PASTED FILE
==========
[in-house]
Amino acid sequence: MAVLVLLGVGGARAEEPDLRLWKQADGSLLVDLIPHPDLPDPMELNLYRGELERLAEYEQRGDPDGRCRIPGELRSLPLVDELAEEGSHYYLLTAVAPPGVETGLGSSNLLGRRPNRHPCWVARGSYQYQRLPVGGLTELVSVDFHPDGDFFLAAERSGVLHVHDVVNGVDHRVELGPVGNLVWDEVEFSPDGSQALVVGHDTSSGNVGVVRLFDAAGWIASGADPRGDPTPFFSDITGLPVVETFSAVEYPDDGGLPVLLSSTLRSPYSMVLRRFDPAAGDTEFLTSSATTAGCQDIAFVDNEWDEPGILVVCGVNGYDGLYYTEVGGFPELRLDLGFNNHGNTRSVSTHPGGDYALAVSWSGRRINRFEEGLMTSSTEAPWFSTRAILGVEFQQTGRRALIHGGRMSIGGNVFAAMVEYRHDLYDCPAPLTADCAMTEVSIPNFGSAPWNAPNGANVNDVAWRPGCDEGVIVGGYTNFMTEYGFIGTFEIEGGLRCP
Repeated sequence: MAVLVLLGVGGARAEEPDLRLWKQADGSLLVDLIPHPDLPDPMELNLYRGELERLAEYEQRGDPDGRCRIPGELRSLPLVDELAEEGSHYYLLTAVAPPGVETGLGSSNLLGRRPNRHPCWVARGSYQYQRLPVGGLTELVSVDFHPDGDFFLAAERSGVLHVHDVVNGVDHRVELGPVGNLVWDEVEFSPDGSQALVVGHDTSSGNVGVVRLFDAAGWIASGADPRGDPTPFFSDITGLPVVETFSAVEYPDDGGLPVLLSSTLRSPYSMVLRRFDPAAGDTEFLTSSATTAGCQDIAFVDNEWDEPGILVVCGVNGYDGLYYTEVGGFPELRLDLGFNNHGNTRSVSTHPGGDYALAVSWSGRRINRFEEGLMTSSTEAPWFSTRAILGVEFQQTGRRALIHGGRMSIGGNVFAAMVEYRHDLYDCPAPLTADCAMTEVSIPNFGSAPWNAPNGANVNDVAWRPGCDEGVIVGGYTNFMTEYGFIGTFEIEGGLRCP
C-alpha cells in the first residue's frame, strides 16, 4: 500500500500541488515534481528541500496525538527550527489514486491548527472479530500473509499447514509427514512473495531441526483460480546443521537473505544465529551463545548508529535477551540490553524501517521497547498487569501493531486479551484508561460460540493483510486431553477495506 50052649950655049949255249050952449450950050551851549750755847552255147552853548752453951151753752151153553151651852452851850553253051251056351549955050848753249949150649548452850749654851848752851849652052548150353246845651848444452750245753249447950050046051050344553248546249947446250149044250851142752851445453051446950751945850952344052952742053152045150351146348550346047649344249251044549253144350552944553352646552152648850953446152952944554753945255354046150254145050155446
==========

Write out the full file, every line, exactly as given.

[in-house]
Amino acid sequence: MAVLVLLGVGGARAEEPDLRLWKQADGSLLVDLIPHPDLPDPMELNLYRGELERLAEYEQRGDPDGRCRIPGELRSLPLVDELAEEGSHYYLLTAVAPPGVETGLGSSNLLGRRPNRHPCWVARGSYQYQRLPVGGLTELVSVDFHPDGDFFLAAERSGVLHVHDVVNGVDHRVELGPVGNLVWDEVEFSPDGSQALVVGHDTSSGNVGVVRLFDAAGWIASGADPRGDPTPFFSDITGLPVVETFSAVEYPDDGGLPVLLSSTLRSPYSMVLRRFDPAAGDTEFLTSSATTAGCQDIAFVDNEWDEPGILVVCGVNGYDGLYYTEVGGFPELRLDLGFNNHGNTRSVSTHPGGDYALAVSWSGRRINRFEEGLMTSSTEAPWFSTRAILGVEFQQTGRRALIHGGRMSIGGNVFAAMVEYRHDLYDCPAPLTADCAMTEVSIPNFGSAPWNAPNGANVNDVAWRPGCDEGVIVGGYTNFMTEYGFIGTFEIEGGLRCP
Repeated sequence: MAVLVLLGVGGARAEEPDLRLWKQADGSLLVDLIPHPDLPDPMELNLYRGELERLAEYEQRGDPDGRCRIPGELRSLPLVDELAEEGSHYYLLTAVAPPGVETGLGSSNLLGRRPNRHPCWVARGSYQYQRLPVGGLTELVSVDFHPDGDFFLAAERSGVLHVHDVVNGVDHRVELGPVGNLVWDEVEFSPDGSQALVVGHDTSSGNVGVVRLFDAAGWIASGADPRGDPTPFFSDITGLPVVETFSAVEYPDDGGLPVLLSSTLRSPYSMVLRRFDPAAGDTEFLTSSATTAGCQDIAFVDNEWDEPGILVVCGVNGYDGLYYTEVGGFPELRLDLGFNNHGNTRSVSTHPGGDYALAVSWSGRRINRFEEGLMTSSTEAPWFSTRAILGVEFQQTGRRALIHGGRMSIGGNVFAAMVEYRHDLYDCPAPLTADCAMTEVSIPNFGSAPWNAPNGANVNDVAWRPGCDEGVIVGGYTNFMTEYGFIGTFEIEGGLRCP
C-alpha cells in the first residue's frame, strides 16, 4: 500500500500541488515534481528541500496525538527550527489514486491548527472479530500473509499447514509427514512473495531441526483460480546443521537473505544465529551463545548508529535477551540490553524501517521497547498487569501493531486479551484508561460460540493483510486431553477495506 50052649950655049949255249050952449450950050551851549750755847552255147552853548752453951151753752151153553151651852452851850553253051251056351549955050848753249949150649548452850749654851848752851849652052548150353246845651848444452750245753249447950050046051050344553248546249947446250149044250851142752851445453051446950751945850952344052952742053152045150351146348550346047649344249251044549253144350552944553352646552152648850953446152952944554753945255354046150254145050155446